Although the rehearsal studio turned out to be a fun venture, the income from it was minimal at about RM3,000 to RM4,000 a month. Additionally, the duo had to work till the wee hours of morning on a daily basis as customers would turn up late at night to jam in their studio. 

Realising that they couldn’t work from morning to morning in the long run, Eizaz decided to move into retail, which he noted made economic sense as existing students were already asking where they could purchase new instruments and repair old ones. 

Lee and Eizaz pumped in more funds and started a retail arm, Guitar Empire, with capital of RM24,000 in a 900sq ft space a few lots from the studio.

“We had to be versatile. We may have drawn out a plan, but plans change. We were a small rehearsal studio, but we realised that we could grow bigger and have greater influence in the industry. 

“And we started to see that there was a big market for musical instruments,” Eizaz said. 

Guitar Empire started out retailing guitars as well as instruments that were not so common such as the mandolin and piccolo. 

Lee explained that although the market for these uncommon instruments is small, it helps build the Guitar Empire brand as the store has become a reference point for unusual instruments.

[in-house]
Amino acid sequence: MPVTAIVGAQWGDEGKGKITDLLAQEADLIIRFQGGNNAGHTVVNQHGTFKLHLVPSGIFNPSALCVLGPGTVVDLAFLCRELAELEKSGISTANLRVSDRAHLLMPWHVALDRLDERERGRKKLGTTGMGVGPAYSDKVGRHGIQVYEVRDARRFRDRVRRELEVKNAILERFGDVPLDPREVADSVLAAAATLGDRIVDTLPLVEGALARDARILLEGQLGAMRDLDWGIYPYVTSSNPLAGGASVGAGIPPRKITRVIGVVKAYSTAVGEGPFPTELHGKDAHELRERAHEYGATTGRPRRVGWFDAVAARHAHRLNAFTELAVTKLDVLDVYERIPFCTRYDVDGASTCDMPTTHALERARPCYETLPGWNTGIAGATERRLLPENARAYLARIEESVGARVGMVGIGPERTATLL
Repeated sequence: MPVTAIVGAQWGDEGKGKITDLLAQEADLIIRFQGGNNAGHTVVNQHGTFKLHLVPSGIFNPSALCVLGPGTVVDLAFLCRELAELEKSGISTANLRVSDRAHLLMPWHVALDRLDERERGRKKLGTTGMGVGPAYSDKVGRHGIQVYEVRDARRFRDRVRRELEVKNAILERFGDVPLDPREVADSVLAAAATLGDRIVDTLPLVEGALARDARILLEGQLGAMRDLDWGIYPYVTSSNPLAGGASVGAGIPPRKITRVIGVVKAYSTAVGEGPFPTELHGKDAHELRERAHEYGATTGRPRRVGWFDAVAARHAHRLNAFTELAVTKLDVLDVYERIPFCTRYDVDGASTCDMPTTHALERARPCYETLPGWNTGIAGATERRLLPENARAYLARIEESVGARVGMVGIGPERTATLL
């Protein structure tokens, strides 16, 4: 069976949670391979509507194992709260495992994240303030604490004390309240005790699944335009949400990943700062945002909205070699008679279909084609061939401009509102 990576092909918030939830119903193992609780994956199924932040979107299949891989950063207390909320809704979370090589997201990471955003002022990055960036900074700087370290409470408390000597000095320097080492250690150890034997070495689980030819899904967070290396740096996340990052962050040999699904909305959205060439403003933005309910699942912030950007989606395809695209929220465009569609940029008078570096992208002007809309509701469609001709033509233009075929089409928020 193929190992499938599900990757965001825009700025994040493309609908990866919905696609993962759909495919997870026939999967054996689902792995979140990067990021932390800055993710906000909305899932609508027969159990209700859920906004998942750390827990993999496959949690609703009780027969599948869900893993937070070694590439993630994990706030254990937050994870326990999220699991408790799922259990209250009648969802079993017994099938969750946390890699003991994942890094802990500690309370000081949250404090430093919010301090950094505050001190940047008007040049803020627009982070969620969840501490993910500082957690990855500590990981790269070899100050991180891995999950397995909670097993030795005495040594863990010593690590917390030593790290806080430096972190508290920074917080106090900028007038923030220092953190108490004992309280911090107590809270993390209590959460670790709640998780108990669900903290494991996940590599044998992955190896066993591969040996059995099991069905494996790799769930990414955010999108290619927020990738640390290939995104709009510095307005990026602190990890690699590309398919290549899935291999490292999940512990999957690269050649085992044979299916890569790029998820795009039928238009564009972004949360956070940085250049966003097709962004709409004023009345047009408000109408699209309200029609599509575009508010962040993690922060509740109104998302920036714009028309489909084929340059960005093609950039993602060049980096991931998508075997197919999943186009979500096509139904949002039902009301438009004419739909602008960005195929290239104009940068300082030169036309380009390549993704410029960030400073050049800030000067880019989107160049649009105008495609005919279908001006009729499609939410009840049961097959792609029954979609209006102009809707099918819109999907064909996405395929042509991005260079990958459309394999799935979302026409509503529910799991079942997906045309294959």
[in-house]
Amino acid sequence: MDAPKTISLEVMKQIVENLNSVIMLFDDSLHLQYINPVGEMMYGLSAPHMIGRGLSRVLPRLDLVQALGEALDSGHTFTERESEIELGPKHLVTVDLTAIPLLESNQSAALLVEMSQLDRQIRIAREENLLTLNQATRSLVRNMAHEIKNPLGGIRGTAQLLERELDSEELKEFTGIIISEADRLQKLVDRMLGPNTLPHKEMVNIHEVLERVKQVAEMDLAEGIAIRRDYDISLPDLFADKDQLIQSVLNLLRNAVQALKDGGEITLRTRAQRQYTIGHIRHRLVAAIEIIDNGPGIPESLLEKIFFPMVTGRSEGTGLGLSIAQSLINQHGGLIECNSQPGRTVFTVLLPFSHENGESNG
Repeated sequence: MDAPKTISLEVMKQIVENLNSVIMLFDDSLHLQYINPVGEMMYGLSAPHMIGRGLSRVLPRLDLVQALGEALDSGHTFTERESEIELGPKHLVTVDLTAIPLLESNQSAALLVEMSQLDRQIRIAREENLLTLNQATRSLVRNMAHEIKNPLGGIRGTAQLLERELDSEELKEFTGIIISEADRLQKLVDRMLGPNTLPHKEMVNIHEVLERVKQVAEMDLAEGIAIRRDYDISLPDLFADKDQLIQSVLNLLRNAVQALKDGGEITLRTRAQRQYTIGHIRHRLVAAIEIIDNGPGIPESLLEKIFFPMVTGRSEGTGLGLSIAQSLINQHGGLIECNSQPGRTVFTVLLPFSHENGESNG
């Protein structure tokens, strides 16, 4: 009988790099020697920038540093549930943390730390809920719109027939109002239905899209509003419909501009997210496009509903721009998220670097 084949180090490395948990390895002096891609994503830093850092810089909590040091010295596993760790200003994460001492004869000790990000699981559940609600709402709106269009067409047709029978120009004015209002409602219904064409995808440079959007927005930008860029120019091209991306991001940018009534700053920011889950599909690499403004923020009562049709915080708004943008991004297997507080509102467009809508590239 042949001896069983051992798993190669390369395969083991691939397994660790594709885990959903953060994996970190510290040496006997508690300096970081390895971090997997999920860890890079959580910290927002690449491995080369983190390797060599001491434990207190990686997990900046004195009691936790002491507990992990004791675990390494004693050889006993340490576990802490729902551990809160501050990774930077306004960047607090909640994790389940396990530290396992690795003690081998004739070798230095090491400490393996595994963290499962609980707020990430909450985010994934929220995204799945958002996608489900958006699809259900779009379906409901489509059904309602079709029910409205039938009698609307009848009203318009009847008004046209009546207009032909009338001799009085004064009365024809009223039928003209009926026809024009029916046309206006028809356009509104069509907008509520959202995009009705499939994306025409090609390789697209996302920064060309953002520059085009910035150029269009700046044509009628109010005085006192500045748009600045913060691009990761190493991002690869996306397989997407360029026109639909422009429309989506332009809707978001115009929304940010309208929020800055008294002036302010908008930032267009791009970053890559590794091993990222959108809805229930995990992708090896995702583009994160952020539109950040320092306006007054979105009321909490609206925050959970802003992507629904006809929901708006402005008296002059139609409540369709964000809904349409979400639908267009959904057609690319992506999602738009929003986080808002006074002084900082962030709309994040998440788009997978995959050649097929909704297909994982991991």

Another selling point for Guitar Empire is that it caters to the low to mid-range customers, which makes up about 70% of its client base. 

“There is a void in the music industry because people tend to think that it is an expensive hobby because you need to buy instruments and pay for regular classes. But we wanted to make it affordable, particularly the instruments,” said Lee.

Guitar Empire got a boost in 2009 when a client placed an order for 300 violins for an orchestra. Lee and Eizaz had to meet various manufacturers to ger the specifications right for the order. 

And this opened the doors for them to deal directly with manufacturers, which enabled them to o cut cost and control quality. 

“It was really a door of opportunity and we started to import and nd export instruments on a larger scale as more orders came in. And nd we grew much bigger,” Eizaz said. d. 

He soon found that customers rs were also increasingly asking for customised instruments and thanks to Guitar Empire’s working relationship with manufac- turers, they are able to custom- ise instruments to their own specifications. 

Eizaz’ persistence in the retail segment has certainly proven profitable for the duo as sales of instruments make up the bulk of the group’s annual turnover of RM6.5mil. 

On average, Guitar Empire sells about 600 to 700 guitars a month, its most popular instrument, followed by the ukulele, of which about 200 are sold a month. 

A new tune 
Guitar Empire recent-recently ventured into providing soundproofing for home theatre needs. 

Lee believes this new business segment will also be a boon for the group as it is a growing market that is only in its infancy.